Shareholder returns. The acceleration in growth, combined with continued margin expansion (mix and efficiencies), should enable HSD EPS growth, with further upside from smart decisions around the L’Oreal stake and share buybacks.
Christian believes that investors can achieve 10+% total returns over time at relatively low risk in Nestle given the size and diversity of the business and the financial strength (debt-free, after adjusting for the L’Oreal stake). As a result, Christian considers Nestle a very good fit for the Billinger Förvaltning portfolio.
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About the instructor:
Christian Billinger is an Investor at Billinger Förvaltning, a family-held investment company with no external capital. The simplicity of the setup as well as permanent and patient capital provides Christian with the proper environment to pursue his strategy of identifying long term compounders.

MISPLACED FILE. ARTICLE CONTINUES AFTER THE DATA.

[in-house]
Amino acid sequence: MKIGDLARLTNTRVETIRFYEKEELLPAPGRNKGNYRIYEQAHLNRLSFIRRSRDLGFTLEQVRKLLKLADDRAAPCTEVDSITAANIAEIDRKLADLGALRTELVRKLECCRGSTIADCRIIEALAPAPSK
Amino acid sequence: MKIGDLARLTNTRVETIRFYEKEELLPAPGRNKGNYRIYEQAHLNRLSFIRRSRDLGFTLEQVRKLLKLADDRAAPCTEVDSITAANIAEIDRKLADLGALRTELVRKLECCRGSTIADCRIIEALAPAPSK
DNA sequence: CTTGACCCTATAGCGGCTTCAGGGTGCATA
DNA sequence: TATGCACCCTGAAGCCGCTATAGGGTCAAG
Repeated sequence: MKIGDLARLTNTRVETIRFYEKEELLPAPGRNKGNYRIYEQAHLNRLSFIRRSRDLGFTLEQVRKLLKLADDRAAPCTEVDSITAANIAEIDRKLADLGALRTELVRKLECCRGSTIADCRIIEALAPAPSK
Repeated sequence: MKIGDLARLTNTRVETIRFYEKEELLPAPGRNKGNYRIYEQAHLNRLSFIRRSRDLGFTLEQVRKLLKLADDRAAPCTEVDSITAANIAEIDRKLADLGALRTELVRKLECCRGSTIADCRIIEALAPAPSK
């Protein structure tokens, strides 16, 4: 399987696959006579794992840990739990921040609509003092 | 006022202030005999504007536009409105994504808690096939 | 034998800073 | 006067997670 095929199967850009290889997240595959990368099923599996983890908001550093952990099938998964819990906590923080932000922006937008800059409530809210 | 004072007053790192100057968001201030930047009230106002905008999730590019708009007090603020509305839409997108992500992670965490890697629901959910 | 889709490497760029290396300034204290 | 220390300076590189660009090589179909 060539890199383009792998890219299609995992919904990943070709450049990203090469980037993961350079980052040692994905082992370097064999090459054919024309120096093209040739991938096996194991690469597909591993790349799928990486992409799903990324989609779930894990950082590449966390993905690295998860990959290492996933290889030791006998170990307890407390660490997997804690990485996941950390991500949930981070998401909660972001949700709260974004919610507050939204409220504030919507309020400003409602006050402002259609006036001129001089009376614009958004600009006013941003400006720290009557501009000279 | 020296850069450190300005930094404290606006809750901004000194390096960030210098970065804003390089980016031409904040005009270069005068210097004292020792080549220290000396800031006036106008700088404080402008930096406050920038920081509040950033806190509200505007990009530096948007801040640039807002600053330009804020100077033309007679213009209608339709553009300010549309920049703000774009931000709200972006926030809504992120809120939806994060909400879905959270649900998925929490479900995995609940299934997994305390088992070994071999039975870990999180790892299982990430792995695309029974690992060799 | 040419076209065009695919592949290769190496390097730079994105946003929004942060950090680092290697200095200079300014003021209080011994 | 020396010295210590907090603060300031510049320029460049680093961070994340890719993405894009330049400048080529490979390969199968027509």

Christian focuses first on the qualities of robustness and resilience which limit downside potential before determining the mix of returns on capital and scope for reinvestment opportunity that accounts for the upside. Often, these factors overlap with family-controlled management teams that more conservatively finance their operations.
Prior to Billinger Förvaltning, Christian worked as a European Equity Analyst for various investments funds. Before that, Christian was an associate at PwC. He holds an MS in Accounting and Finance from The London School of Economics as well as Karlstad University. He is also a CFA charterholder. He splits time between London and Sweden.